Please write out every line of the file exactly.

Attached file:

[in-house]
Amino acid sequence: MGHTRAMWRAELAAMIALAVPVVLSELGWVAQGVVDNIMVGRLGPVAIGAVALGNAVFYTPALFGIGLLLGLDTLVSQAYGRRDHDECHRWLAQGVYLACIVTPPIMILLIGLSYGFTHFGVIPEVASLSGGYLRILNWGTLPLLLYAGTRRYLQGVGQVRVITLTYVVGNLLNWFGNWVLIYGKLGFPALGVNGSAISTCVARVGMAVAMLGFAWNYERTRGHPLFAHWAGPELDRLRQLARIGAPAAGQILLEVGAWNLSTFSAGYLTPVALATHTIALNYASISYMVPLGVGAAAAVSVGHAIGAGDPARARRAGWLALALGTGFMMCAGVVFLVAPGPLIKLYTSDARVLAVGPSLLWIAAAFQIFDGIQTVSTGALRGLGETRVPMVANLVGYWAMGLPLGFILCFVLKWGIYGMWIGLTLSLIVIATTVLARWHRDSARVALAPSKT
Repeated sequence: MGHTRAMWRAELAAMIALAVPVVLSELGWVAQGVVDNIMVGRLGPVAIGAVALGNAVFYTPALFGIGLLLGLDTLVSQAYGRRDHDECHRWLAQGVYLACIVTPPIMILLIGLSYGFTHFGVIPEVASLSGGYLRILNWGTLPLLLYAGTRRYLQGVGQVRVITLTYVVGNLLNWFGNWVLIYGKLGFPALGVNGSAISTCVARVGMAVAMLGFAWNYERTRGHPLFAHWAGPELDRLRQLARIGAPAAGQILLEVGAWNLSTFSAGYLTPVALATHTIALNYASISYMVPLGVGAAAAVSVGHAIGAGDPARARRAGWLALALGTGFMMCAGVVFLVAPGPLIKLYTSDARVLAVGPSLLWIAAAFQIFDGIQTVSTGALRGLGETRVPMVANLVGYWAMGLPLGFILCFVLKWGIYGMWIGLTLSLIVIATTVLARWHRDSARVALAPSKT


[in-house]
Amino acid sequence: MGHTRAMWRAELAAMIALAVPVVLSELGWVAQGVVDNIMVGRLGPVAIGAVALGNAVFYTPALFGIGLLLGLDTLVSQAYGRRDHDECHRWLAQGVYLACIVTPPIMILLIGLSYGFTHFGVIPEVASLSGGYLRILNWGTLPLLLYAGTRRYLQGVGQVRVITLTYVVGNLLNWFGNWVLIYGKLGFPALGVNGSAISTCVARVGMAVAMLGFAWNYERTRGHPLFAHWAGPELDRLRQLARIGAPAAGQILLEVGAWNLSTFSAGYLTPVALATHTIALNYASISYMVPLGVGAAAAVSVGHAIGAGDPARARRAGWLALALGTGFMMCAGVVFLVAPGPLIKLYTSDARVLAVGPSLLWIAAAFQIFDGIQTVSTGALRGLGETRVPMVANLVGYWAMGLPLGFILCFVLKWGIYGMWIGLTLSLIVIATTVLARWHRDSARVALAPSKT
Repeated sequence: MGHTRAMWRAELAAMIALAVPVVLSELGWVAQGVVDNIMVGRLGPVAIGAVALGNAVFYTPALFGIGLLLGLDTLVSQAYGRRDHDECHRWLAQGVYLACIVTPPIMILLIGLSYGFTHFGVIPEVASLSGGYLRILNWGTLPLLLYAGTRRYLQGVGQVRVITLTYVVGNLLNWFGNWVLIYGKLGFPALGVNGSAISTCVARVGMAVAMLGFAWNYERTRGHPLFAHWAGPELDRLRQLARIGAPAAGQILLEVGAWNLSTFSAGYLTPVALATHTIALNYASISYMVPLGVGAAAAVSVGHAIGAGDPARARRAGWLALALGTGFMMCAGVVFLVAPGPLIKLYTSDARVLAVGPSLLWIAAAFQIFDGIQTVSTGALRGLGETRVPMVANLVGYWAMGLPLGFILCFVLKWGIYGMWIGLTLSLIVIATTVLARWHRDSARVALAPSKT